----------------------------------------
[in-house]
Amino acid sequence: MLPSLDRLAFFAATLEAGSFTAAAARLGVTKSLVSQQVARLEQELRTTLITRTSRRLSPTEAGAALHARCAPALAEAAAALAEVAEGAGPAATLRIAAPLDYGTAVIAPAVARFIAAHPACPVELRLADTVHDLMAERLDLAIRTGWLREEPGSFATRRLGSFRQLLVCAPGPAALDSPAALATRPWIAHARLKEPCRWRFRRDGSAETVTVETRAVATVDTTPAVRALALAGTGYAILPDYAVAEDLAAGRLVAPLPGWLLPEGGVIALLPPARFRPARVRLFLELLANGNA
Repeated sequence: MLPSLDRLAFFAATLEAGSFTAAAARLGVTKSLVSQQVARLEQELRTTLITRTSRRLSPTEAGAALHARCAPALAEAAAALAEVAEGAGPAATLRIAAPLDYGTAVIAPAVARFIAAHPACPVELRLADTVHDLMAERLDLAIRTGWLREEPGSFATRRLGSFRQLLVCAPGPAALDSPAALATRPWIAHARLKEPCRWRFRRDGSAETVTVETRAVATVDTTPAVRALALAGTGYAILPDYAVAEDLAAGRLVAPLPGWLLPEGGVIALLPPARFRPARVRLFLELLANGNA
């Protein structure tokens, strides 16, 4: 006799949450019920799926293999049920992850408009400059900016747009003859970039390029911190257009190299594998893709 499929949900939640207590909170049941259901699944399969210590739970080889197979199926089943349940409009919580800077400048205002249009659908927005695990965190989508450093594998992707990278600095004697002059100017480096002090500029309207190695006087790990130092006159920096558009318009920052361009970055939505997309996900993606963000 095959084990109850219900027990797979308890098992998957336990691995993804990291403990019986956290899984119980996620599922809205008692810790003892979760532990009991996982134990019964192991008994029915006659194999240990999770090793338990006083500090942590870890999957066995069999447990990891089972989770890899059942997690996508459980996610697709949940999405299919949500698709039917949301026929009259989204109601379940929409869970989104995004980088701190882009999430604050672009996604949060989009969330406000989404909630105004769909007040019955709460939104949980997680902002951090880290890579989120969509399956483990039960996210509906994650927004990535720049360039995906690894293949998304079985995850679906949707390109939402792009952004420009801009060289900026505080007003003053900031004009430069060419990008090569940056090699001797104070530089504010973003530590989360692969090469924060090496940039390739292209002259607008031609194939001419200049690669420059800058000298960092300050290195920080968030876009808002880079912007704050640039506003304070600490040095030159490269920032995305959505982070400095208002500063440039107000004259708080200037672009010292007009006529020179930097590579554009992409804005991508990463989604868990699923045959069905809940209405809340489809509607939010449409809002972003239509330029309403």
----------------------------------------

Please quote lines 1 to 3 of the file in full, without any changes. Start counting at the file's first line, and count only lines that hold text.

[in-house]
Amino acid sequence: MLPSLDRLAFFAATLEAGSFTAAAARLGVTKSLVSQQVARLEQELRTTLITRTSRRLSPTEAGAALHARCAPALAEAAAALAEVAEGAGPAATLRIAAPLDYGTAVIAPAVARFIAAHPACPVELRLADTVHDLMAERLDLAIRTGWLREEPGSFATRRLGSFRQLLVCAPGPAALDSPAALATRPWIAHARLKEPCRWRFRRDGSAETVTVETRAVATVDTTPAVRALALAGTGYAILPDYAVAEDLAAGRLVAPLPGWLLPEGGVIALLPPARFRPARVRLFLELLANGNA
Repeated sequence: MLPSLDRLAFFAATLEAGSFTAAAARLGVTKSLVSQQVARLEQELRTTLITRTSRRLSPTEAGAALHARCAPALAEAAAALAEVAEGAGPAATLRIAAPLDYGTAVIAPAVARFIAAHPACPVELRLADTVHDLMAERLDLAIRTGWLREEPGSFATRRLGSFRQLLVCAPGPAALDSPAALATRPWIAHARLKEPCRWRFRRDGSAETVTVETRAVATVDTTPAVRALALAGTGYAILPDYAVAEDLAAGRLVAPLPGWLLPEGGVIALLPPARFRPARVRLFLELLANGNA